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Gov’t needs to speed up Internet permits process

SLOW Internet service has long been a problem in the Philippines. Internet speed in the country is reputed to be the slowest in Southeast Asia and among the slowest in all of Asia. As of 2016, over 44 million people (out of our total 100-million population) were reported using the Internet, but complaints about the service persist to this day.

At the recent 2017 Philippine Telecoms Summit held at the Philippine International Convention Center, it was brought out that the country has only 16,300 towers, compared to Vietnam’s 70,000. The reason, Globe Telecom Chief Information and Technology Officer Gil Genio said at the summit, was bureaucratic red tape. It takes at least eight months to complete the approval process for the construction of one cell site and the process involves at least 25 permits, he said.

There are no standard fees among Local Government Units (LGUs) for the construction of towers; fees range from P5,000 to P200,000. Permits have to be obtained not only from city or town government, but also from villages and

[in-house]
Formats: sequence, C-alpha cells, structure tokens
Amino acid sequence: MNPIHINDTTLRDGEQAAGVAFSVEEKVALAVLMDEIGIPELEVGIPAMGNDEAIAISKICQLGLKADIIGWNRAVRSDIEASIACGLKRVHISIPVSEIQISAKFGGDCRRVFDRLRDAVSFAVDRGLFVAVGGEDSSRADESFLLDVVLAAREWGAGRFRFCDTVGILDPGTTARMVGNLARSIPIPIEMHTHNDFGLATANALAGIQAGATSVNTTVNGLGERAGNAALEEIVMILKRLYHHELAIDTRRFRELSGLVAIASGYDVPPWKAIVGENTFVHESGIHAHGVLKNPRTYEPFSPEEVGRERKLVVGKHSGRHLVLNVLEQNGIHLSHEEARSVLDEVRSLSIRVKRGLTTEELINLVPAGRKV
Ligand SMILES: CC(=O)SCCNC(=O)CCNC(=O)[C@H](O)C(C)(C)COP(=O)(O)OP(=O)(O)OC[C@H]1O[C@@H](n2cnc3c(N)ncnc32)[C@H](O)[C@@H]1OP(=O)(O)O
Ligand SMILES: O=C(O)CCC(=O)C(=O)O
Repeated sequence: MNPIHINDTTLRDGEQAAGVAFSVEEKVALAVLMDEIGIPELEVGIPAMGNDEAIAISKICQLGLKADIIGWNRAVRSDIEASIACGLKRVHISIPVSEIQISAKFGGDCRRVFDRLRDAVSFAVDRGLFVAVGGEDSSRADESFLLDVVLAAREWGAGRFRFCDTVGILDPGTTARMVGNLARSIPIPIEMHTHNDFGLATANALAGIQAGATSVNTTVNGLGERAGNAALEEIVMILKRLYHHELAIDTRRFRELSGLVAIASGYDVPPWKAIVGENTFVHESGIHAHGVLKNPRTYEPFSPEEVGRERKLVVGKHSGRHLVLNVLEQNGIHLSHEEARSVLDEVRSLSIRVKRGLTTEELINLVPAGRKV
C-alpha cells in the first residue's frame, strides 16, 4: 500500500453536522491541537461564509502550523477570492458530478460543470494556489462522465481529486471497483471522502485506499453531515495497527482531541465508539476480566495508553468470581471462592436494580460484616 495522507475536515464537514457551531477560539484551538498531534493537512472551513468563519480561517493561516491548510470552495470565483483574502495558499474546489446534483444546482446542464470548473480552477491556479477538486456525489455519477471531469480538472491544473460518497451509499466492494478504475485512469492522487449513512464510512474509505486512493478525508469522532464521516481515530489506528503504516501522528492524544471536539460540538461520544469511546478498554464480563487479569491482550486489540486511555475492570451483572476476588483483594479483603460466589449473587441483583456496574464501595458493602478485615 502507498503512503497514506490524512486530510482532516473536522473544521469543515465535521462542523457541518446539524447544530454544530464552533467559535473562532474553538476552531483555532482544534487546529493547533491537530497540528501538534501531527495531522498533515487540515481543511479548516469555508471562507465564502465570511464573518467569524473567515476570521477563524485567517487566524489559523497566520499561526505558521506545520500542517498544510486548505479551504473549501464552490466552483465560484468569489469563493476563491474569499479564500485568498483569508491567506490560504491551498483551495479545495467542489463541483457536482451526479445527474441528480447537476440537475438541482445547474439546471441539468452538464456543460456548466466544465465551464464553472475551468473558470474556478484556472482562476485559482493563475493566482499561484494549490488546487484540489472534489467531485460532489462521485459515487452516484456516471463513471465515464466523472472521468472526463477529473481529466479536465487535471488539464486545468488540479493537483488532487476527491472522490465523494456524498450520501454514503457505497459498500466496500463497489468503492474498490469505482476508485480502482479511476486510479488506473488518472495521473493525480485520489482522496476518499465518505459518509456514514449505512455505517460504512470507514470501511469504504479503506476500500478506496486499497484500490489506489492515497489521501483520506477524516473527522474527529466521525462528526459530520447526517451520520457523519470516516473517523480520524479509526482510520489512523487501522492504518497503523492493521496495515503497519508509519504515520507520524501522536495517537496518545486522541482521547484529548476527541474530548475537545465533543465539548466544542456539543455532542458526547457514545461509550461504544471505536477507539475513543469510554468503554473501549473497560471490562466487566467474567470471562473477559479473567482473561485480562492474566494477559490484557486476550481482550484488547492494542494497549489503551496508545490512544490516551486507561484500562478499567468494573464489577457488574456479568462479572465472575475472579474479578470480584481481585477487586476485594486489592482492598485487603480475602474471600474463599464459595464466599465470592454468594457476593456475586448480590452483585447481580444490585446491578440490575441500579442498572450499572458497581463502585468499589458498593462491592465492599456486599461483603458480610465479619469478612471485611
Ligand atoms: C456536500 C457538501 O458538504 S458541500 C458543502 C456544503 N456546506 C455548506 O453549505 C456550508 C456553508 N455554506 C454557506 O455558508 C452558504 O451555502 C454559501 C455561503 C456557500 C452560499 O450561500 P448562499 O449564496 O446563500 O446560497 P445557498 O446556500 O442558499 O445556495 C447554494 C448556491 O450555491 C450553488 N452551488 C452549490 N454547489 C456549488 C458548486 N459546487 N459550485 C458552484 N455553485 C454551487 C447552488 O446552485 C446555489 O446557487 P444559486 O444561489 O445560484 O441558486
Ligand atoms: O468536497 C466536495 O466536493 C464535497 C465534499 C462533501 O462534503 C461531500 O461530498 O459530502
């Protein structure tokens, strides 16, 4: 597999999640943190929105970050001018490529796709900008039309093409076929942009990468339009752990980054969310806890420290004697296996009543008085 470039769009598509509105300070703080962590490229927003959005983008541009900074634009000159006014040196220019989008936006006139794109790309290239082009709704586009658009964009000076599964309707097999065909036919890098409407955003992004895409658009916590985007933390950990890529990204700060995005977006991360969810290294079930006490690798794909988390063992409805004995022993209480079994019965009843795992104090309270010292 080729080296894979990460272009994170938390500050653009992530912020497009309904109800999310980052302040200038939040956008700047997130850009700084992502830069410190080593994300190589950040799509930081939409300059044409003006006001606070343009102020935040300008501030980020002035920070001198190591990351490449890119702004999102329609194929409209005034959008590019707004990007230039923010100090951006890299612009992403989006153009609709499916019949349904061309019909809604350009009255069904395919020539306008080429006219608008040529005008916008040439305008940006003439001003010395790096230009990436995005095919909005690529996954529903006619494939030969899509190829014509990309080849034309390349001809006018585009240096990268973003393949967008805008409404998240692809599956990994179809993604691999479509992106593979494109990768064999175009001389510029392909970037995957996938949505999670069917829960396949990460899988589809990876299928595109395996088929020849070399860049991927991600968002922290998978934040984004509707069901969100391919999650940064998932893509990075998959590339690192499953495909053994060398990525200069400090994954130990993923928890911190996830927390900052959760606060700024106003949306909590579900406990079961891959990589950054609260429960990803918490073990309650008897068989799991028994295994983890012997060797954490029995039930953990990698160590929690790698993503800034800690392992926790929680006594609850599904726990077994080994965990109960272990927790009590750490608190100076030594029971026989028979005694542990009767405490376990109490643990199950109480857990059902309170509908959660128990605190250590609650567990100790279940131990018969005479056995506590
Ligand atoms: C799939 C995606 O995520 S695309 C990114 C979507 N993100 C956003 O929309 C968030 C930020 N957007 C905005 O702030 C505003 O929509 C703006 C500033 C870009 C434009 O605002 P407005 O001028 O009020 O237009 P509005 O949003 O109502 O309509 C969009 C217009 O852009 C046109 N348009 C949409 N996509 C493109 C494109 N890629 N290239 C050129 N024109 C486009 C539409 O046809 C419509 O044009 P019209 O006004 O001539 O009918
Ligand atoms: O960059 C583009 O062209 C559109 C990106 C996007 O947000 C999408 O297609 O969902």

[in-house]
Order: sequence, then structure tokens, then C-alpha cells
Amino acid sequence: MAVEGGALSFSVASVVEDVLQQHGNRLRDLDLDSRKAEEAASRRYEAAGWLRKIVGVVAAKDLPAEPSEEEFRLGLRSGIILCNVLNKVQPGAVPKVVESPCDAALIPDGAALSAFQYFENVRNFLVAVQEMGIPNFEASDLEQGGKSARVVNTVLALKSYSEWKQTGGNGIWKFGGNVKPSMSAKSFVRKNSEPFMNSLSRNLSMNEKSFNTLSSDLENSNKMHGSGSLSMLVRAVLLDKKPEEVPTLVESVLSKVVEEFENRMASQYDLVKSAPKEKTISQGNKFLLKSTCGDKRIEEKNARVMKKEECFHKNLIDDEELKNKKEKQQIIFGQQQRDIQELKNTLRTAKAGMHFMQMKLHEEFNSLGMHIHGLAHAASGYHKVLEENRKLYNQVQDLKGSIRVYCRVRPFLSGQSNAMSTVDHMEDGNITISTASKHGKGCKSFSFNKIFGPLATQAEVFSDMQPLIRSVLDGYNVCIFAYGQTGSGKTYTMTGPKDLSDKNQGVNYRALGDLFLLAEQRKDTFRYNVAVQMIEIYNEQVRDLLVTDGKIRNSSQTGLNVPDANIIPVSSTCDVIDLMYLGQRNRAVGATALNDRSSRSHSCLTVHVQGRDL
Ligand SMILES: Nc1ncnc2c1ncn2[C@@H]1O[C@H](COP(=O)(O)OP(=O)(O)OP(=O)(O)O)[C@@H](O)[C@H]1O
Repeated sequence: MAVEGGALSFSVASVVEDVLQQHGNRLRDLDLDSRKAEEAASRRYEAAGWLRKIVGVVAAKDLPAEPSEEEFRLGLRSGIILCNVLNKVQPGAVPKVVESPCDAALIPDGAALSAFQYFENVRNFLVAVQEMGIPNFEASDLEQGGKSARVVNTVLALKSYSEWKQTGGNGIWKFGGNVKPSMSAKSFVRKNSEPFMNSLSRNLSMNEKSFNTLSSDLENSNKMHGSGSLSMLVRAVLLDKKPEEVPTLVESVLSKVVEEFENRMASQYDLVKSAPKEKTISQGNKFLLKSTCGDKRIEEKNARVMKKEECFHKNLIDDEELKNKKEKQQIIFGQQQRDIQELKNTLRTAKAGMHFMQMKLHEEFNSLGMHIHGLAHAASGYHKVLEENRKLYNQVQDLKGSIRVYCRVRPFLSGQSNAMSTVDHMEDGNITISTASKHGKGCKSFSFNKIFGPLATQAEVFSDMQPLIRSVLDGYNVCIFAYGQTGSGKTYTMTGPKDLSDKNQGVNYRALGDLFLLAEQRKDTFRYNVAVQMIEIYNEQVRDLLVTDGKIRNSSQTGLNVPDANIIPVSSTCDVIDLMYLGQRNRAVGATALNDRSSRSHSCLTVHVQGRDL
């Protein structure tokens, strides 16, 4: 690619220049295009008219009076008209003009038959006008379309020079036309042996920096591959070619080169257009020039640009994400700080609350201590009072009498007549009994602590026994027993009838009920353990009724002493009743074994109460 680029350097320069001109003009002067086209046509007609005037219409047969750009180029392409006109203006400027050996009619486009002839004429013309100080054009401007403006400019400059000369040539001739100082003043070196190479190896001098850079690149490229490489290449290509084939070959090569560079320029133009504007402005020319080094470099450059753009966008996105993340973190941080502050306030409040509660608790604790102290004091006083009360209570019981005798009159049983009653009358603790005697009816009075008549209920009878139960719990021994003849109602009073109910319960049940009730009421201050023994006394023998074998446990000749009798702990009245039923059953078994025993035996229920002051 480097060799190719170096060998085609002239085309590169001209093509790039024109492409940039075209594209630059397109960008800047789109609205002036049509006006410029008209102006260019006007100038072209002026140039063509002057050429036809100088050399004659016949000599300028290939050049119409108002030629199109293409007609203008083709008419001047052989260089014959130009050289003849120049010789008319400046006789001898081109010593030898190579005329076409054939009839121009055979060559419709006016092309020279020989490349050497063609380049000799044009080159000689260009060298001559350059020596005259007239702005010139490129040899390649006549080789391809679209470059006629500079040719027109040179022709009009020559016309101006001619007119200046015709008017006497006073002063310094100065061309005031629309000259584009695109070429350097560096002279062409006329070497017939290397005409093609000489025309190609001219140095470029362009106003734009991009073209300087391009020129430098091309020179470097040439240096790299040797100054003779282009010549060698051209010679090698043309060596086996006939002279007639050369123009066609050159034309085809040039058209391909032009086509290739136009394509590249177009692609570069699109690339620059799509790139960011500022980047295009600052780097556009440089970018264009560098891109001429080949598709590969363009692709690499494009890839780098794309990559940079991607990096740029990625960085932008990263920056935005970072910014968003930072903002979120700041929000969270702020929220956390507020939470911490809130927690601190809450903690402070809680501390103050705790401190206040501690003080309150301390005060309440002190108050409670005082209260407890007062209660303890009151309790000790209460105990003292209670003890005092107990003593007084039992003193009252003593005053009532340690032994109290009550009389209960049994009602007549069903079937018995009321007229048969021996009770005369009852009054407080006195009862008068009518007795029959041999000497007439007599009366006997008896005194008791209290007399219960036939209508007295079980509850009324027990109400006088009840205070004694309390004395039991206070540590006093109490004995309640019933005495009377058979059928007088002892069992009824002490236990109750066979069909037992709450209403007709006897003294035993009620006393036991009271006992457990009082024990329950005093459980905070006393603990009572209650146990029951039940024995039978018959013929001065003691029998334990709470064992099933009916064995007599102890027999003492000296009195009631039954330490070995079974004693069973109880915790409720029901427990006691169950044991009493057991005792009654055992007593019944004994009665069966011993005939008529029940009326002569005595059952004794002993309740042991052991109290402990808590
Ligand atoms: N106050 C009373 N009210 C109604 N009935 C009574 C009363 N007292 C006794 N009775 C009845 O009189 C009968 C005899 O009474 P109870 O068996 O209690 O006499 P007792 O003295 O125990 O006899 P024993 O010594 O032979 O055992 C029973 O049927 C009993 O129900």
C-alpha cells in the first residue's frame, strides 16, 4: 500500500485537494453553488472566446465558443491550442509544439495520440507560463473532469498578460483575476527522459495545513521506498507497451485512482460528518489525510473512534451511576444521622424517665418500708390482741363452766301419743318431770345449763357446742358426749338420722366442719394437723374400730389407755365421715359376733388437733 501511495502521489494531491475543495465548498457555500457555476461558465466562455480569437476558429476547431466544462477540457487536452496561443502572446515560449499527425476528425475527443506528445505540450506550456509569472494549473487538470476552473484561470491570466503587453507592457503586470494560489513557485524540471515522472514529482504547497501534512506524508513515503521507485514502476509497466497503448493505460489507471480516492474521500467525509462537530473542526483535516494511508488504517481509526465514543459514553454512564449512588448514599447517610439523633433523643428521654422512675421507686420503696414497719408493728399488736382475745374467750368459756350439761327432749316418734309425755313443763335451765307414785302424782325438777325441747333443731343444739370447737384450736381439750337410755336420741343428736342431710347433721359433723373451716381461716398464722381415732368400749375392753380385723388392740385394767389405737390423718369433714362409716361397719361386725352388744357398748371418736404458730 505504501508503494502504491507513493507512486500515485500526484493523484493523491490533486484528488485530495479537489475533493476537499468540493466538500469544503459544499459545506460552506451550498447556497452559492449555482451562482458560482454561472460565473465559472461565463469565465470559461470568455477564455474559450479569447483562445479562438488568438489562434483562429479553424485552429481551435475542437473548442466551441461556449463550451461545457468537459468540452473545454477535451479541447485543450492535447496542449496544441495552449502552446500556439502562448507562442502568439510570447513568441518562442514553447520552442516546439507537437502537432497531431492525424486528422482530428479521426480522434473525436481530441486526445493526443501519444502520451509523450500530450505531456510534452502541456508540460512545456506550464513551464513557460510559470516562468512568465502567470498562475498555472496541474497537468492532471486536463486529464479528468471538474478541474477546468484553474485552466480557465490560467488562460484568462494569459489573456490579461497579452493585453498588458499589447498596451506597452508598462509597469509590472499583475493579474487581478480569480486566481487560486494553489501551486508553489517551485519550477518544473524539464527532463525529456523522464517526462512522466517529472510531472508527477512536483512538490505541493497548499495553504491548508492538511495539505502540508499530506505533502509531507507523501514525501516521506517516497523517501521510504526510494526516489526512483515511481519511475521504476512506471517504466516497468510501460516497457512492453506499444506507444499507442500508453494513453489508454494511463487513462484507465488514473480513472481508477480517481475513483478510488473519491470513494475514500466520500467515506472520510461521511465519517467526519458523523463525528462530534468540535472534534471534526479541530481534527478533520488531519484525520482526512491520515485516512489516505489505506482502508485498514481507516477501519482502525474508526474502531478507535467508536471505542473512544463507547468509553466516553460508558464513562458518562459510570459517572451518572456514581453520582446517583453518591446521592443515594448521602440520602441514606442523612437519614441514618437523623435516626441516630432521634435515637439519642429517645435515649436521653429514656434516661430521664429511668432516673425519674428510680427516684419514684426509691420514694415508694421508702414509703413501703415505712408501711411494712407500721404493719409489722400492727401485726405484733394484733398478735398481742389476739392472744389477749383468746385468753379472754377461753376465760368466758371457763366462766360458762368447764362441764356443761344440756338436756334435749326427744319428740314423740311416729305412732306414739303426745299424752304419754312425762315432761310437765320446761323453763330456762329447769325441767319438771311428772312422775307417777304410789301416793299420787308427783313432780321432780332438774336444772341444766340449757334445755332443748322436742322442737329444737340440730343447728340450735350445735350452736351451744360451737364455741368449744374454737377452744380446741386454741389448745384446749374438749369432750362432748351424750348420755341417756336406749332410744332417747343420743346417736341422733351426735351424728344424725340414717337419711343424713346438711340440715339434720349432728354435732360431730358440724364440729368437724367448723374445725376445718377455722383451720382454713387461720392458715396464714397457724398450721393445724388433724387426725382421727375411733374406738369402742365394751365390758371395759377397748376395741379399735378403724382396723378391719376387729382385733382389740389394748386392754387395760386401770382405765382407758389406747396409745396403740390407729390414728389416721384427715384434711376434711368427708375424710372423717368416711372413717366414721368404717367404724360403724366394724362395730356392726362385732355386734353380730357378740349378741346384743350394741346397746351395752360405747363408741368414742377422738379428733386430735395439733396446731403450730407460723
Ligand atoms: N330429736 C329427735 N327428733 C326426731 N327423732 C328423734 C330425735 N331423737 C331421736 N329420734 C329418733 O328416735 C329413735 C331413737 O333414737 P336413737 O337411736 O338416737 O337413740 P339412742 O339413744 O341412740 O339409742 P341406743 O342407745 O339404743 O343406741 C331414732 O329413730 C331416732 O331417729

subdivisions and homeowners associations. Close to 30 of these in Metro Manila have rejected proposals for cell sites due to fears of health risks, despite radiation safety certificates issued by the Department of Health (DoH).

There is need to speed up the paper work for the construction of cell sites by local governments and other agencies.

The new Department of Information and Communication Technology (DICT) could concentrate on this problem. A bill has also been filed in Congress by Rep. Luis Raymond Villafuerte of Camarines Sur which calls, among other provisions, for simplifying the process of getting permits for cell sites.

In the last two years, Internet speed in Vietnam nearly doubled from 2.9 to 5 megabits per second (mbps), undoubtedly because of its thousands of new towers. Thailand doubled to 10.8mbps and Indonesia to 4.5 mbps. As for the Philippines, it climbed from 2.5 to only 3.5 mbps. It could do much better of the problem of getting permits for setting up more cell sites could be quickly resolved by the government.

In the drive to improve Internet access, it will be best to cease playing the blame game and simply see what each sector can contribute to the digitization that is playing an increasingly crucial role in our country’s economic progress. Simplifying the permits process would be a big step that the government can take.

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